Factors affecting benefit experienced(and hence the reports of others)

  • Degree of pure-tone loss

  • Self-reported disability and handicap

  • Acceptable Noise Level

  • Stigma / cosmetic concern

  • Manipulation and management

  • Age

  • Tinnitus

  • Personality ….


Personality l.jpg

Personality

People more likely to acquire hearing aids are:

  • Open

  • Non-obsessive

  • Non-neurotic

  • Internal locus of control

    People more likely to report benefit are:

  • Extroverted

  • Agreeable


Health belief model l.jpg

Health Belief Model

People act rationally, in their best interests, based on their beliefs

Weighing up of beliefs for and against a health decision

Do I have

a problem?

Is it serious

enough for me to

want to remove it?

Is there a

solution

that works?

Disadvantages

Advantages

What are the

disadvantages

of the solution?

“My hearing loss is not bad enough to need them” (Kochkin, 1993)


Motivation comes from l.jpg

Self-image

Expect benefit

Try them

Expect to manage them

$ Cost OK

Motivation comes from ….

Acknowledge loss

Experience difficulty

Experience handicap


Health belief model84 l.jpg

Health belief model

Difficulties experienced: frequency, severity

Self-image

Hearing aid

effectiveness

External

image

Ability to

manage

Hearing

loss

Cost

Incon-venience


Health belief model85 l.jpg

Self-image

External

image

Hearing aid

effectiveness

Ability to

manage

Difficulties experienced: frequency, severity

Cost

Inconven-ience

Hearing

loss

Health belief model


Health belief model86 l.jpg

Difficulties experienced: frequency, severity

Self-image

Hearing aid

effectiveness

External

image

Ability to

manage

Hearing

loss

Cost

Inconven-ience

Health belief model


How can the balance of benefits to disadvantages be improved l.jpg

How can the balance of benefits to disadvantages be improved?


Improving advantages and removing disadvantages l.jpg

Cost

Working better

in noise

Improving advantages and removing disadvantages

  • WDRC

  • Slim-tube, miniaturization

  • Feedback cancellation

  • Low-level expansion

  • Re-chargeable batteries

  • Auto telecoil

  • Frequency lowering

  • Bandwidth extension

  • Trainable responses

  • Adaptive noise reduction

  • Transient noise reduction

  • Directional microphones

Problem 1

Solution 1

Problem 2

Solution 2

Problem 3

Solution 3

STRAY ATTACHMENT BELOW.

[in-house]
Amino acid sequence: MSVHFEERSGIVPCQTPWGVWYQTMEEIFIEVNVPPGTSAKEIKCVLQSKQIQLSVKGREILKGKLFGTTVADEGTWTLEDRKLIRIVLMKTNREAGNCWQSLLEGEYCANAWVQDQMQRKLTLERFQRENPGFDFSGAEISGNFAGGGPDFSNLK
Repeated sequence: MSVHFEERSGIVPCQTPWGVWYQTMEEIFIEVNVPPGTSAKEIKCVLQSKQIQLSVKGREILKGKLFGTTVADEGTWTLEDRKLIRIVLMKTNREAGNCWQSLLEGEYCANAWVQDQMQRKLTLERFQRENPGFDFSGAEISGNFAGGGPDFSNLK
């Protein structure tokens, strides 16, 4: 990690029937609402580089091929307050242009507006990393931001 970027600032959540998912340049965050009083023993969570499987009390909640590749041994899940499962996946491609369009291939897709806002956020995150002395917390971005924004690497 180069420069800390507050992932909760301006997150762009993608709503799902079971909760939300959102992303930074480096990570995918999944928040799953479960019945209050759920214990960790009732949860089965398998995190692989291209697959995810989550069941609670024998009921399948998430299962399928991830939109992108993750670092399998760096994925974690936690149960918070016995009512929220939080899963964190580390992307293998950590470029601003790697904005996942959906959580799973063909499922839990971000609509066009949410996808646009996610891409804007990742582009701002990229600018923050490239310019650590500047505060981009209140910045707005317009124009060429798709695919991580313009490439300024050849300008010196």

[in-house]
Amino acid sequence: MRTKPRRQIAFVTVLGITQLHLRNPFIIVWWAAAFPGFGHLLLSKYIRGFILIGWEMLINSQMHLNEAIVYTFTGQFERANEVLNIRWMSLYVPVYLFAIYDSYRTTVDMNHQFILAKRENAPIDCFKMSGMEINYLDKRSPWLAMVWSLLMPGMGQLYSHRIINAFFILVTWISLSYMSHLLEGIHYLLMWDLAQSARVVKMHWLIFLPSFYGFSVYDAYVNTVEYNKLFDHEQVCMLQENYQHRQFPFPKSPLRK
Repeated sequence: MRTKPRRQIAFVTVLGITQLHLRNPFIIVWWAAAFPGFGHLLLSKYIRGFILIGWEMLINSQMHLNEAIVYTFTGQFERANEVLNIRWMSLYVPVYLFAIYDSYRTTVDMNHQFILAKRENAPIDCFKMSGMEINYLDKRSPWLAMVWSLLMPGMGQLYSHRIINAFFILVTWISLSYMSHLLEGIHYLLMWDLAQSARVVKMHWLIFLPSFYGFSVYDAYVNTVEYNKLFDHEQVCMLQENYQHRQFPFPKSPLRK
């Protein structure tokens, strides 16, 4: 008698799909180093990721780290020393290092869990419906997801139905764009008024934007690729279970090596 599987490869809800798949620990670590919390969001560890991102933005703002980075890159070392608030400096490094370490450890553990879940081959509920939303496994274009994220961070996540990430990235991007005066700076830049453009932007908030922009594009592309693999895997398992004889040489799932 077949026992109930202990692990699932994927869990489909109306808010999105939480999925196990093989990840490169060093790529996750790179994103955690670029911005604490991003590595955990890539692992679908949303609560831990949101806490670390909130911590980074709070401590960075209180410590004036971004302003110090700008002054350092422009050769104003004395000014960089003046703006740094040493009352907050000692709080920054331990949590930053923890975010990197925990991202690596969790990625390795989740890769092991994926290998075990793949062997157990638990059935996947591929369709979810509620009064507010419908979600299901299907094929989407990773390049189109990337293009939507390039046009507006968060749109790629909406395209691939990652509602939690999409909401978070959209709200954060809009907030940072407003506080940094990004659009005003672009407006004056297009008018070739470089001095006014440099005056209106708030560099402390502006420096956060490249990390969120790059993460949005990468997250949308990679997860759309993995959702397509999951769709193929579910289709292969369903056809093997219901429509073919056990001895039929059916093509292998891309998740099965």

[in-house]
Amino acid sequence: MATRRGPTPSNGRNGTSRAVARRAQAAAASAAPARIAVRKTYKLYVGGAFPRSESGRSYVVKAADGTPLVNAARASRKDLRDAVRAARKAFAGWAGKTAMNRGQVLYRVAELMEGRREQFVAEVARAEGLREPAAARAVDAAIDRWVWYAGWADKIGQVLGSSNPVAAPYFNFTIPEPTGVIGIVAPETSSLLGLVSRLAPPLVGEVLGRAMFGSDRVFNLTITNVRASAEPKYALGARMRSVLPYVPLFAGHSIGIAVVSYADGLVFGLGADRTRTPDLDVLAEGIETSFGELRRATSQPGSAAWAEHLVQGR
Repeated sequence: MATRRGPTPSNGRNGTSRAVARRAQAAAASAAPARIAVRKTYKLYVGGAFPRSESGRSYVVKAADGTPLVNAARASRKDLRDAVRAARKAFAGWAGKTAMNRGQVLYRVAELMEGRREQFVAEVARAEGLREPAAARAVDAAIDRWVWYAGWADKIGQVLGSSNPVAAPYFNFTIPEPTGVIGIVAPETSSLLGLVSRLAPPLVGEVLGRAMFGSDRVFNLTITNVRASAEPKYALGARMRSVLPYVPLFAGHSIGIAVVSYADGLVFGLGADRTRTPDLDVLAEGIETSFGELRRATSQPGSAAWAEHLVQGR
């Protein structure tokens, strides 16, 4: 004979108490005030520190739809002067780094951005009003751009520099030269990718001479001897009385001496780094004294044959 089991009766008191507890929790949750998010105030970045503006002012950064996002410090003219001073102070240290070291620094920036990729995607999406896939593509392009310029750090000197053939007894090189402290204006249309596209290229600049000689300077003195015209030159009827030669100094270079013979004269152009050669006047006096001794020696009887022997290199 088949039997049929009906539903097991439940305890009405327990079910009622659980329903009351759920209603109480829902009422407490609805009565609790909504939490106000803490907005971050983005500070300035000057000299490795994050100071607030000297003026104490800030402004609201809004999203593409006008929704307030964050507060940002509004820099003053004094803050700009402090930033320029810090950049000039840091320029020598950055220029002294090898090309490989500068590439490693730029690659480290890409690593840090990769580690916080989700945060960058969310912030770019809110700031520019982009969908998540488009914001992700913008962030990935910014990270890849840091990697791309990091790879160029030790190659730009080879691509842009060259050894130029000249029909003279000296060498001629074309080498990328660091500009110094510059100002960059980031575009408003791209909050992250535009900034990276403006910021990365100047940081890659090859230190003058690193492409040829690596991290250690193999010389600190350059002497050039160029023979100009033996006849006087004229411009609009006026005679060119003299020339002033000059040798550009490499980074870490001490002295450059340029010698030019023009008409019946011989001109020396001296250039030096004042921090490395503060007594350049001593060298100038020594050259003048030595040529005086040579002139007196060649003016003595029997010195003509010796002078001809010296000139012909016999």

Speech intelligibility in noise l.jpg

Speech intelligibility in noise


Binaural processing super directional microphone mejia et al 2007 l.jpg

Binaural-Processing Super-directional Microphone (Mejia et al., 2007)

Rear- directional array

W1

W2

Q1

Q2

Binaural beamformer

Q3

Q4

W3

W4

Masking threshold

Main directional signal

d = 3 ms delay

(Precedence effect)

K

K

Subsidiary signal

Z-d

HRTFL

HRTFR

Cross-fading process

DOA- reconstruction

Lout

Rout

Outputs with spatial reconstruction


Super directional microphones l.jpg

Super-directional microphones


Speech reception threshold in noise reverberant room crit dist 0 4m radius 1 m l.jpg

Speech reception threshold in noiseReverberant room: crit dist = 0.4m, radius = 1 m

Mejia and Johnson, unpublished data


Slide93 l.jpg

Linked binaural hearing aid technology

Female

talker

Male

talker

Listener

Children

playing

Hearing Aid


Blind source separation binaural noise reduction l.jpg

Blind-source separation binaural noise reduction

h.i.

gain most from directivity

n.h. benefit from re-insertion of spatial cues

Implication: People with mild or moderate hearing loss were not making much use of spatial cues.


Effect of super directivity mild loss l.jpg

Effect of super-directivity (mild loss)

  • Super-directional mic not directional at all over a broader and broader range as noise levels rise

Conditions:

DI = 6 dB when REIG > 3 dB

n.h. spatial adv = 6 dB

∆SNR re n.h. = -3.7 dB


So super directivity alone is no use l.jpg

So super-directivity alone is no use ……..


What if we could achieve directivity at low frequencies l.jpg

What if we could achieve directivity at low frequencies?


Effect of low frequency directivity mild loss l.jpg

Effect of low-frequency directivity (mild loss)

  • Now directional over entire frequency range in noisy places

Conditions:

DI = 3 dB when REIG ≥ 0 dB

n.h. spatial adv = 6 dB

∆SNR re n.h. = -3.7 dB


Occlusion with closed molds l.jpg

Occlusion with closed molds

Vent or leak transmission in


Active occlusion reduction l.jpg